Fast and light: Nikkor 24mm F1.8G ED lens review

By | June 5, 2018

The AF-S Nikkor 24mm F1.8G ED was first announced back in August 2015. It joins Nikon’s growing family of modern full frame primes alongside the 20mm F1.8G, 28mm F1.8G, 35mm F1.8G, 85mm F1.8G and the 50mm F1.8G. It’s priced at just under $750 making it a well matched option to be paired with cameras like the Nikon D610 and the Nikon D750. The Nikkor can also be used on DX format cameras with an equivalent focal length of 36mm.

This fast wide-angle prime will most likely appeal to architecture, landscape and portrait or wedding photographers. Additionally, the F1.8 max aperture may come in handy for those looking to utilize the lens for astrophotography work as well.

At 24mm the lens is Nikon’s second widest modern prime option to date, coming in just behind the Nikkor 20mm lens. It’s worth noting that there are a few other options at 24mm that potential buyers should definitely be aware of. One of those options is the slightly faster Sigma 24mm F1.4 DG HSM Art that comes in at just under $850.

The Sigma 24mm can be seen mounted on a Nikon D810 on the left and the Nikkor 24mm can be seen mounted on a D810 on the right.

Although the Sigma is a bit pricier, it is a sensible alternate option for folks looking for a lens at this focal length. By comparison the Nikkor 24mm F1.4G ED is is priced at just under $2000 which makes the Sigma version that much more attractive to potential buyers. We will be taking a closer look at the Nikkor 24mm F1.8G and the Sigma 24mm F1.4 as an alternative lens option in this review.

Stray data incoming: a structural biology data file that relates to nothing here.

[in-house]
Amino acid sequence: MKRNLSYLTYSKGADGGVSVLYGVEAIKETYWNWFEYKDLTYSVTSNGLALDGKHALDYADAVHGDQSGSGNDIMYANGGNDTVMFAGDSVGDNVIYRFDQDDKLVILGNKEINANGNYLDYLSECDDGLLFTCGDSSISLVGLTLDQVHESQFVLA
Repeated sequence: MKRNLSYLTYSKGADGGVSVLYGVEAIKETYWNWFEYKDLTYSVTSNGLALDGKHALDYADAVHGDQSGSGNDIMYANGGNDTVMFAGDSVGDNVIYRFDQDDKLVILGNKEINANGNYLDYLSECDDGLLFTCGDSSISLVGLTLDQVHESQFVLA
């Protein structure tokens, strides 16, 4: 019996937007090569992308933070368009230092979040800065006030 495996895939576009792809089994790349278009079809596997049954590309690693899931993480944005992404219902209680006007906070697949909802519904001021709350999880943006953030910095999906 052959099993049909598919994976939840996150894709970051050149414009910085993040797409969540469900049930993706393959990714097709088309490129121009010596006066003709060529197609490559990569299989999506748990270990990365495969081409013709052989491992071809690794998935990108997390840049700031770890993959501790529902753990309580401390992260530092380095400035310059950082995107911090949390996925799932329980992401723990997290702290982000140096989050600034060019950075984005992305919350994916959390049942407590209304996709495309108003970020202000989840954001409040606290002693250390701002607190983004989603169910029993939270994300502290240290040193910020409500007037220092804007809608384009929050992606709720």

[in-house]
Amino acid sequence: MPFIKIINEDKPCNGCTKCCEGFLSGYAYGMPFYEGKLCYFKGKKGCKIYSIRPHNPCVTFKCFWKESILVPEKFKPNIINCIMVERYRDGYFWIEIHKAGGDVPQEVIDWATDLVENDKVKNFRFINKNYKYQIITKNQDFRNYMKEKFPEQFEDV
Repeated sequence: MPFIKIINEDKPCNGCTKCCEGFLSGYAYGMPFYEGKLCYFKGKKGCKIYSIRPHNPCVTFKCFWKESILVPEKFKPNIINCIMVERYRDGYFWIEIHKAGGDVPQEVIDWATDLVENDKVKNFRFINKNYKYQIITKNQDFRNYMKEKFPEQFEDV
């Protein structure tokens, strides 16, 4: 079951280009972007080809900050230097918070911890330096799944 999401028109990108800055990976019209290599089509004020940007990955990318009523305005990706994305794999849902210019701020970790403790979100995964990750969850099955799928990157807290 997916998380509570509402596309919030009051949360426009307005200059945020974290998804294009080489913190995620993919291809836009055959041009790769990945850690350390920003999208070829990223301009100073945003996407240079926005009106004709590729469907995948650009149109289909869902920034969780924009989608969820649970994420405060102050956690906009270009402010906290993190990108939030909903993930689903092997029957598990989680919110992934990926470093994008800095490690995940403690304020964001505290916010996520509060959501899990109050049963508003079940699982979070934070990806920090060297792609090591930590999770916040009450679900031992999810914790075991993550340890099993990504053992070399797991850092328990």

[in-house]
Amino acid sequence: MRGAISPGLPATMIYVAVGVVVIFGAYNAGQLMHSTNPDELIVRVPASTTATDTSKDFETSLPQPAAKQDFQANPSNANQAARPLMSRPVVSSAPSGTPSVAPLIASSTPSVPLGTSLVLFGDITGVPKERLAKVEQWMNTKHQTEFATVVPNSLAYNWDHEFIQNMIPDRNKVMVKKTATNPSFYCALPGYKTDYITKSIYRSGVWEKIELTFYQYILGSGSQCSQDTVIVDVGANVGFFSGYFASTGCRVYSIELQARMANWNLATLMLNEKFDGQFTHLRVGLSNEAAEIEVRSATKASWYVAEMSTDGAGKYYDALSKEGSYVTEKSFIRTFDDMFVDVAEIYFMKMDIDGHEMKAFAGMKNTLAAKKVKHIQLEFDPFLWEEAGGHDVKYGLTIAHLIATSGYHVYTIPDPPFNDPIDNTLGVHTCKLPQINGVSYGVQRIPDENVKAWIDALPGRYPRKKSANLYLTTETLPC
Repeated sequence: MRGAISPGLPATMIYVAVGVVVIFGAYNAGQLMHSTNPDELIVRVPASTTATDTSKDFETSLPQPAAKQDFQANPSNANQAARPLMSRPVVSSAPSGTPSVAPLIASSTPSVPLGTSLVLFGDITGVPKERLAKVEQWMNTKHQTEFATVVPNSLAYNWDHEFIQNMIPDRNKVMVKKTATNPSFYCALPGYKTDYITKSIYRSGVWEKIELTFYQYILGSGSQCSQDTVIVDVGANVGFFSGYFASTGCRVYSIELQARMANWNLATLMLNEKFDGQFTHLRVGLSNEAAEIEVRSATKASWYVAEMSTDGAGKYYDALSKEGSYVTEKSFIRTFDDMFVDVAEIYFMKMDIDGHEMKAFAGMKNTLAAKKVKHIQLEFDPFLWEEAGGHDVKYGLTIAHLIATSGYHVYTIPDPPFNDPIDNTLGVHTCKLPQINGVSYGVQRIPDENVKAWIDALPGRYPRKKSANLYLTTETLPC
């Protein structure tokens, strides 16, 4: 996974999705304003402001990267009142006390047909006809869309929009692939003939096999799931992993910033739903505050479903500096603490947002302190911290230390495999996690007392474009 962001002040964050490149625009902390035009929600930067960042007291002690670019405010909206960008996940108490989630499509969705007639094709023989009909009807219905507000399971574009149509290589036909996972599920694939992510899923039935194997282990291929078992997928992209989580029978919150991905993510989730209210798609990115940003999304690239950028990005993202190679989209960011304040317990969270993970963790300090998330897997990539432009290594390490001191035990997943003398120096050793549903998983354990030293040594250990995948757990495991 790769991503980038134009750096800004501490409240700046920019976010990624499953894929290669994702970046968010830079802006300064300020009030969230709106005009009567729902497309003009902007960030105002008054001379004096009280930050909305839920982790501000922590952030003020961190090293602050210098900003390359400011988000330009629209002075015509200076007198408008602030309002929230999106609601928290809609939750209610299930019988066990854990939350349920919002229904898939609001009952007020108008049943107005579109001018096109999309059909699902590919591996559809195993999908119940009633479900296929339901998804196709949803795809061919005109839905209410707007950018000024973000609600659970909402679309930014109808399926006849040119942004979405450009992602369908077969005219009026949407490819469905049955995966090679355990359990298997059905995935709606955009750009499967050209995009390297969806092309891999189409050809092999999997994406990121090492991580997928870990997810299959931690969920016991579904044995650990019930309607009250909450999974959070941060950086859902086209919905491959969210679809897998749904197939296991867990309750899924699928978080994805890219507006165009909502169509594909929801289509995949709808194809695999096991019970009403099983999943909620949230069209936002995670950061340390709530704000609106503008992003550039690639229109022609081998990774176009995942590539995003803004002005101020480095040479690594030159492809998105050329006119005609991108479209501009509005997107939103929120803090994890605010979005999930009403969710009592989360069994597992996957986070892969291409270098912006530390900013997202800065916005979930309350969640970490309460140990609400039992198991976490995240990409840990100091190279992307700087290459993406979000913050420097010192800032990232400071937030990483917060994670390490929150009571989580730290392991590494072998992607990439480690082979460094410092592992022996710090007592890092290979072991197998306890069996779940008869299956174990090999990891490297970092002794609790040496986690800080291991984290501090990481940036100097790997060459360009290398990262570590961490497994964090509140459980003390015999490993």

If you’re an APS-C shooter the 36mm equivalent focal length with an equivalent aperture of F2.7 will be a nice addition to your lens kit, being flexible enough to allow environmental and photojournalistic portraits while still being wide enough to accommodate for some landscape and architectural photography as well. It is worth noting however that if you’re looking to purchase this lens for an APS-C camera, then other options, such as Sigma’s 18-35mm F1.8 lens, might be a better alternative for the money. For this reason, we’re not going to consider this lens for use on APS-C in this review.

Nikkor 24mm F1.8G ED Headline Features

  • 24mm Focal Length
  • F1.8 Maximum Aperture
  • ‘Silent wave’ focus motor with full-time manual override
  • F-mount FX format lens, works on both DX and FX format Nikon SLRs
  • Accepts standard screw-type 72mm Filters

Lens Specifications